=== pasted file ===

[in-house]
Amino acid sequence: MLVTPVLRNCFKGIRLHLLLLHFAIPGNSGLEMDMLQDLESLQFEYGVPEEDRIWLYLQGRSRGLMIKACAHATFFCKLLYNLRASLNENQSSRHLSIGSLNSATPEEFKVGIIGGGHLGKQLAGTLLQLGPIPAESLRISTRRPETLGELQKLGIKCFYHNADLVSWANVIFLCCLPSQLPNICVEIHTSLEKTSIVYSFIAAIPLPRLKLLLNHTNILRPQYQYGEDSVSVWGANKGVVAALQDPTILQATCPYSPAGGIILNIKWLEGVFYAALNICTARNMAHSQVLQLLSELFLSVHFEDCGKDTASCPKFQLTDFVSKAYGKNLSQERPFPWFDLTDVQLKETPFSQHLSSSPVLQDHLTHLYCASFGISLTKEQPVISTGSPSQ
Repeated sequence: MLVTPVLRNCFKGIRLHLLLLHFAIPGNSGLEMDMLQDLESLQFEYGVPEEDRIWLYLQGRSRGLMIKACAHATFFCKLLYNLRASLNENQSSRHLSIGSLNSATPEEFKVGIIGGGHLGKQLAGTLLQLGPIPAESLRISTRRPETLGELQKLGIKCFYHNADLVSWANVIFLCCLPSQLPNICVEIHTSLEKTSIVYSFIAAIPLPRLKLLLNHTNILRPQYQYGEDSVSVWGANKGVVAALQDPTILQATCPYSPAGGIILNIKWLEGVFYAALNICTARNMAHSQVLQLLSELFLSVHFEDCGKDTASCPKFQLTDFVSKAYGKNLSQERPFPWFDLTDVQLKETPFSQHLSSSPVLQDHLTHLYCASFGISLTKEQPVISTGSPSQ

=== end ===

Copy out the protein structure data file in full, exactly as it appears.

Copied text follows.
[in-house]
Amino acid sequence: MLVTPVLRNCFKGIRLHLLLLHFAIPGNSGLEMDMLQDLESLQFEYGVPEEDRIWLYLQGRSRGLMIKACAHATFFCKLLYNLRASLNENQSSRHLSIGSLNSATPEEFKVGIIGGGHLGKQLAGTLLQLGPIPAESLRISTRRPETLGELQKLGIKCFYHNADLVSWANVIFLCCLPSQLPNICVEIHTSLEKTSIVYSFIAAIPLPRLKLLLNHTNILRPQYQYGEDSVSVWGANKGVVAALQDPTILQATCPYSPAGGIILNIKWLEGVFYAALNICTARNMAHSQVLQLLSELFLSVHFEDCGKDTASCPKFQLTDFVSKAYGKNLSQERPFPWFDLTDVQLKETPFSQHLSSSPVLQDHLTHLYCASFGISLTKEQPVISTGSPSQ
Repeated sequence: MLVTPVLRNCFKGIRLHLLLLHFAIPGNSGLEMDMLQDLESLQFEYGVPEEDRIWLYLQGRSRGLMIKACAHATFFCKLLYNLRASLNENQSSRHLSIGSLNSATPEEFKVGIIGGGHLGKQLAGTLLQLGPIPAESLRISTRRPETLGELQKLGIKCFYHNADLVSWANVIFLCCLPSQLPNICVEIHTSLEKTSIVYSFIAAIPLPRLKLLLNHTNILRPQYQYGEDSVSVWGANKGVVAALQDPTILQATCPYSPAGGIILNIKWLEGVFYAALNICTARNMAHSQVLQLLSELFLSVHFEDCGKDTASCPKFQLTDFVSKAYGKNLSQERPFPWFDLTDVQLKETPFSQHLSSSPVLQDHLTHLYCASFGISLTKEQPVISTGSPSQ